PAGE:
Equity funds posting losses were heavily weighted toward so-called cyclical stocks, such as airlines or financial firms, which were hard hit in the selloff, according to company filings and industry experts.
Some were also betting against defensive stocks, such as pharmaceuticals or tobacco, that were already expensive but rallied as investors rushed for havens.
The $2.9 trillion hedge-fund industry has been buffeted by the broad market turmoil sparked by the referendum’s surprising outcome. Details of the how individual funds have coped are just starting to emerge.
“Equity funds are fighting a battle of cyclicals versus defensives,” said Nicolas Rousselet, head of hedge funds at Swiss investment firm Unigestion. “Brexit has been tougher on the cheaper stocks.”
Some equity funds at Man Group, which manages $78.6 billion in assets, suffered losses.
Man Group’s GLG Alpha Select fund, which invests in U.K. stocks, lost 3.5% on Friday, after the results of the June 23 referendum were in. The fund is down 3.8% this year. Its European Long-Short fund, run by Pierre Lagrange, one of London’s best-known managers, lost 1.9% on the day, taking it to a 4.2% loss for the year.
The FTSE fell 3.1% on Friday, while the Stoxx Europe 50 slumped 6.7%.
Egerton Capital also lost money. The hedge-fund firm was co-founded by John Armitage and is one of London’s biggest with $14.7 billion in assets.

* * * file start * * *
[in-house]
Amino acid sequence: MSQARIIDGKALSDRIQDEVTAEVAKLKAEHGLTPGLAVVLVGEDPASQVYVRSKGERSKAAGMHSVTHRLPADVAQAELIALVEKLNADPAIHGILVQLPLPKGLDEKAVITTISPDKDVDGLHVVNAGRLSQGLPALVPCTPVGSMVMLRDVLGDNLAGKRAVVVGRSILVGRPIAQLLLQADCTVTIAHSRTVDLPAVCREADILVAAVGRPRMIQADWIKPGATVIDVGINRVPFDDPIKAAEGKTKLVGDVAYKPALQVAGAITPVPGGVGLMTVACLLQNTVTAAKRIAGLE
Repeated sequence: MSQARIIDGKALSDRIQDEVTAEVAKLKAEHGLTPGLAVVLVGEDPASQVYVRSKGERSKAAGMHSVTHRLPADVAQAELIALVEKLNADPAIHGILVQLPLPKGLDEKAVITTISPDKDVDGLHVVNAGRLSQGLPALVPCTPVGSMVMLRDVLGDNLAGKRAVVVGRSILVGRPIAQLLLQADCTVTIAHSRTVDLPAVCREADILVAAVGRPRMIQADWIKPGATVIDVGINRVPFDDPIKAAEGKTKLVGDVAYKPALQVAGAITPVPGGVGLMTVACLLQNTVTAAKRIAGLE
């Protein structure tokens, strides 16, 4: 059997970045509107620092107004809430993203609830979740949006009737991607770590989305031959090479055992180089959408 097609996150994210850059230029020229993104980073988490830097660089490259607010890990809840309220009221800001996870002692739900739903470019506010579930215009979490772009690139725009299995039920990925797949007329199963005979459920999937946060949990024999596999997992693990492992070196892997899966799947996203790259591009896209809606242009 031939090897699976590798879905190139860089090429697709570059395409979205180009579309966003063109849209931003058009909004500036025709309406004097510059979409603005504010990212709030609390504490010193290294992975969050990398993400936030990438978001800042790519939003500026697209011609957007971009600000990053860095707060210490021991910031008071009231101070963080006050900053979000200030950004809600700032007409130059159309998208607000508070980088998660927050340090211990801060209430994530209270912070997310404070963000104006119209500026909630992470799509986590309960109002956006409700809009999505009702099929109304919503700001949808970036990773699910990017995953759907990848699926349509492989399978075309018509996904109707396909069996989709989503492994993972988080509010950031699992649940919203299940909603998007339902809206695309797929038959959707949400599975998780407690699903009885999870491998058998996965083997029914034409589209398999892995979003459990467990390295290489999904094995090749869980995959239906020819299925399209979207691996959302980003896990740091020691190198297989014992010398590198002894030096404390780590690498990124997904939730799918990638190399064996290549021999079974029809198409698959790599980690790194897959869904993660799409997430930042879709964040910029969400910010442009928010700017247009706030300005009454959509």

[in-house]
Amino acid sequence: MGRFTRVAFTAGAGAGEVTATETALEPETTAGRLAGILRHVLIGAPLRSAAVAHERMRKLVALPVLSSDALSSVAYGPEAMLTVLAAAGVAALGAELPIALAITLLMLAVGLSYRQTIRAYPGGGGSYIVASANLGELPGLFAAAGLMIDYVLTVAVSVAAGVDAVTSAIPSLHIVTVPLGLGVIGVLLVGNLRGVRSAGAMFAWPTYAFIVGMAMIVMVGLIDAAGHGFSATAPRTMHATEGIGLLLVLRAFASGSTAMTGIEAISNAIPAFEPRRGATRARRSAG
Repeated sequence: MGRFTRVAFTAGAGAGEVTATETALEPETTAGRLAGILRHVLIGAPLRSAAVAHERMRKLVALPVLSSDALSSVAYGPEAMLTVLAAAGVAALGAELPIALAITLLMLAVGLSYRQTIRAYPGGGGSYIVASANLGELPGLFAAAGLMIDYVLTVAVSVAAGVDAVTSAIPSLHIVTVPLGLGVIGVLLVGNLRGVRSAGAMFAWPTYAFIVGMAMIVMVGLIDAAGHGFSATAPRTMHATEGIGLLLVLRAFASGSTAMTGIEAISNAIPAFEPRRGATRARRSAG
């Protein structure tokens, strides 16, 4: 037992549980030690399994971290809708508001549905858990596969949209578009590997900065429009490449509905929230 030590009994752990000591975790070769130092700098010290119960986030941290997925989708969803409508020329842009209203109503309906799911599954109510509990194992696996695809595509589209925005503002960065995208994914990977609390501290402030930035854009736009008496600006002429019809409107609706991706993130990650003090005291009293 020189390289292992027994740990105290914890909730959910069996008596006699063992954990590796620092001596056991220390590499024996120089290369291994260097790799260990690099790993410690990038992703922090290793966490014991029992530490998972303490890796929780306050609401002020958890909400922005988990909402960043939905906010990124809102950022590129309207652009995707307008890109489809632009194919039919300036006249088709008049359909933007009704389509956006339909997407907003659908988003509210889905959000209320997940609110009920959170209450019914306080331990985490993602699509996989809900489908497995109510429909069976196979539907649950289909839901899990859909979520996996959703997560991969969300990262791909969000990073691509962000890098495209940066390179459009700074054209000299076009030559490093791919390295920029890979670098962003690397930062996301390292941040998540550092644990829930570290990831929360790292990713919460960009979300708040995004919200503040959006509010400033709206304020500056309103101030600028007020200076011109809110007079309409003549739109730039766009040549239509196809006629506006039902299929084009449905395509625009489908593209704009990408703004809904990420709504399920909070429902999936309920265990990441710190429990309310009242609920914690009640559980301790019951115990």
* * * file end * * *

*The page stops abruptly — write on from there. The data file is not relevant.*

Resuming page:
The firm, based close to Man Group in the heart of London’s Mayfair district, is down 4.5% this month to Friday after losing around 1% last week. The losses mean it is down 8.5% this year. A spokeswoman for the firm declined to comment.
Lansdowne Partners, one of the world’s biggest equity hedge funds, saw its flagship Developed Markets fund extend losses in recent days. The fund is down 4.1% this month, according to performance numbers sent to investors and reviewed by The Wall Street Journal. Year to date, the fund is down 13.7%.
Marshall Wace’s $10.5 billion Eureka fund extended losses in recent days and was down 1.5% this month by Friday, said a person who had seen the fund’s performance numbers, taking losses this year to 3.6%.
Equity hedge funds inside and outside the U.K. fell an average 2.1% on Friday alone, according to data from Chicago-based Hedge Fund Research.
Most equity hedge funds decided not to buy protection against market swoons because of the high cost of doing so, said Lyxor Cross Asset Research.
In contrast, hedge funds that bet on big moves across foreign-exchange and bond markets are starting to emerge relatively unscathed, with some posting gains.
Many funds that have been hoping for another U.S. interest-rate rise benefited from longstanding bets on the dollar, which soared against the pound and strengthened against the euro in the wake of the referendum result.
So-called macro funds, which place wagers across different types of assets, slipped 0.5% on Friday, according to HFR, better than hedge funds as a whole, which lost 1.1%.
Tudor Investment Corp., of Greenwich, Conn., has gained 0.9% this month to Friday, said a person who had seen the numbers. That gain reduced year-to-date losses to 2.3%. A spokesman for Tudor declined to comment.
Man Group’s $4.6 billion AHL Diversified fund, a computer-driven fund that follows trends in global markets, gained 1.3% on Friday.
Brevan Howard, one of the world’s biggest macro funds, gained around 1% on Friday, taking gains this month to 1.2%, said a person familiar with the fund’s performance.
The big winners from Brexit, however, were quantitative systematic (CTA) strategies. Nishant Kumar and Saijel Kishanof Bloomberg report, Machines Lead Hedge Fund Traders in Brexit Chaos, Braga Wins: